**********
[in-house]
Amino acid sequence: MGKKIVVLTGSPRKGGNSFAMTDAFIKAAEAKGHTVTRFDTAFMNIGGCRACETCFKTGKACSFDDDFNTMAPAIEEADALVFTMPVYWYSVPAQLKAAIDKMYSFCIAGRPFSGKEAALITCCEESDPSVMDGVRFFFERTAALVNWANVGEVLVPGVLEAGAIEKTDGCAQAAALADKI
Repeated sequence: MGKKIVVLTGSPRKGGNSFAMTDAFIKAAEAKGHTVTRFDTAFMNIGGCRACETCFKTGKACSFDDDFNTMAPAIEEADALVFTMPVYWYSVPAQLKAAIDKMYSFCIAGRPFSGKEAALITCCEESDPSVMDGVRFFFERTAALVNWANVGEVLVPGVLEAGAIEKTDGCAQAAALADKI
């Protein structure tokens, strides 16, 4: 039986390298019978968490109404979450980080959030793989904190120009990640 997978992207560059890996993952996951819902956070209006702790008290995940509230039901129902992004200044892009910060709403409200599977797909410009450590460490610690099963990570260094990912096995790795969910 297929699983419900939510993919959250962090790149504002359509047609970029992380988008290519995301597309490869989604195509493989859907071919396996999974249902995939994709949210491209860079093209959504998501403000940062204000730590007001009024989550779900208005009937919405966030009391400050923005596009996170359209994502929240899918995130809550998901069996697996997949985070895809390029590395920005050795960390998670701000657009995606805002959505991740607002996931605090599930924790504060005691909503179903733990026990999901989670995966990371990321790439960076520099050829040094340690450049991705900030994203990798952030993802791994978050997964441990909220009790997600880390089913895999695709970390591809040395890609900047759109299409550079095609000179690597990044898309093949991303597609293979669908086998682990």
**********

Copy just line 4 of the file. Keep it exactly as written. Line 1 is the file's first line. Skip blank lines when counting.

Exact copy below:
């Protein structure tokens, strides 16, 4: 039986390298019978968490109404979450980080959030793989904190120009990640 997978992207560059890996993952996951819902956070209006702790008290995940509230039901129902992004200044892009910060709403409200599977797909410009450590460490610690099963990570260094990912096995790795969910 297929699983419900939510993919959250962090790149504002359509047609970029992380988008290519995301597309490869989604195509493989859907071919396996999974249902995939994709949210491209860079093209959504998501403000940062204000730590007001009024989550779900208005009937919405966030009391400050923005596009996170359209994502929240899918995130809550998901069996697996997949985070895809390029590395920005050795960390998670701000657009995606805002959505991740607002996931605090599930924790504060005691909503179903733990026990999901989670995966990371990321790439960076520099050829040094340690450049991705900030994203990798952030993802791994978050997964441990909220009790997600880390089913895999695709970390591809040395890609900047759109299409550079095609000179690597990044898309093949991303597609293979669908086998682990």